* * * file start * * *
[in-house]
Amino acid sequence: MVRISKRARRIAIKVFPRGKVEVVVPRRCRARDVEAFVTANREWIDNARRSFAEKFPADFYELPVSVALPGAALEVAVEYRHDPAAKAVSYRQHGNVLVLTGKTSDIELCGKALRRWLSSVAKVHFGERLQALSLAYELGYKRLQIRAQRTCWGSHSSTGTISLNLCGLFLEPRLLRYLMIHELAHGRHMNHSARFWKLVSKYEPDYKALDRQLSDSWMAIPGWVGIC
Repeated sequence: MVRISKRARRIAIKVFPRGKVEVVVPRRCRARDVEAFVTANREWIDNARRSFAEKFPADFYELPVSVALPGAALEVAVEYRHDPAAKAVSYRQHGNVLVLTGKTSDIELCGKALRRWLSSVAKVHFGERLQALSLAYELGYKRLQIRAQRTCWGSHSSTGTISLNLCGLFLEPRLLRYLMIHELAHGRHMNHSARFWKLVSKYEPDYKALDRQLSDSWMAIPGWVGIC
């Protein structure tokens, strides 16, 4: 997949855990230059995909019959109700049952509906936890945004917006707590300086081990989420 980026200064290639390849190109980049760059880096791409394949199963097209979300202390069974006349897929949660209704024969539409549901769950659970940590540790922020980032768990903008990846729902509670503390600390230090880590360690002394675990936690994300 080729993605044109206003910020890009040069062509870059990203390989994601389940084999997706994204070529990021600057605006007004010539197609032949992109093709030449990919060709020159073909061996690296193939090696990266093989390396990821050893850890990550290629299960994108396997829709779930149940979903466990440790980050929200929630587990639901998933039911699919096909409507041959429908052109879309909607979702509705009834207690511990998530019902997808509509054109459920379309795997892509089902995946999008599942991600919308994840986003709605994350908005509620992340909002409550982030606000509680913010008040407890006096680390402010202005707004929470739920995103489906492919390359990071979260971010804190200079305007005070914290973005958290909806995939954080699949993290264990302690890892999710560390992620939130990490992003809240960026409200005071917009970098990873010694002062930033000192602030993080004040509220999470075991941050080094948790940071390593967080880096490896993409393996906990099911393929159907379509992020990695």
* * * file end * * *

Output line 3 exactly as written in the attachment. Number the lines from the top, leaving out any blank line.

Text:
Repeated sequence: MVRISKRARRIAIKVFPRGKVEVVVPRRCRARDVEAFVTANREWIDNARRSFAEKFPADFYELPVSVALPGAALEVAVEYRHDPAAKAVSYRQHGNVLVLTGKTSDIELCGKALRRWLSSVAKVHFGERLQALSLAYELGYKRLQIRAQRTCWGSHSSTGTISLNLCGLFLEPRLLRYLMIHELAHGRHMNHSARFWKLVSKYEPDYKALDRQLSDSWMAIPGWVGIC